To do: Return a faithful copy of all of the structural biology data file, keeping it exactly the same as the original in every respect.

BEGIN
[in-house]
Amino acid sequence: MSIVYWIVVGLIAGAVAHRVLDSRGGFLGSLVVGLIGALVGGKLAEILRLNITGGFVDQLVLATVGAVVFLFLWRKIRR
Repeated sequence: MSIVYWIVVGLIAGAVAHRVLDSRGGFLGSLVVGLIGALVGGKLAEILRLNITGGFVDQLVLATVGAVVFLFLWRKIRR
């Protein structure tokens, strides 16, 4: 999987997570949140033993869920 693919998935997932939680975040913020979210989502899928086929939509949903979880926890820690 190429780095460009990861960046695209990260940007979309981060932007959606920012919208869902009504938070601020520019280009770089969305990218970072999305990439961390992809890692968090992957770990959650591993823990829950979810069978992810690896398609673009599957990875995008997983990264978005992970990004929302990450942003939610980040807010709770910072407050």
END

[in-house]
Amino acid sequence: MSIVYWIVVGLIAGAVAHRVLDSRGGFLGSLVVGLIGALVGGKLAEILRLNITGGFVDQLVLATVGAVVFLFLWRKIRR
Repeated sequence: MSIVYWIVVGLIAGAVAHRVLDSRGGFLGSLVVGLIGALVGGKLAEILRLNITGGFVDQLVLATVGAVVFLFLWRKIRR
């Protein structure tokens, strides 16, 4: 999987997570949140033993869920 693919998935997932939680975040913020979210989502899928086929939509949903979880926890820690 190429780095460009990861960046695209990260940007979309981060932007959606920012919208869902009504938070601020520019280009770089969305990218970072999305990439961390992809890692968090992957770990959650591993823990829950979810069978992810690896398609673009599957990875995008997983990264978005992970990004929302990450942003939610980040807010709770910072407050």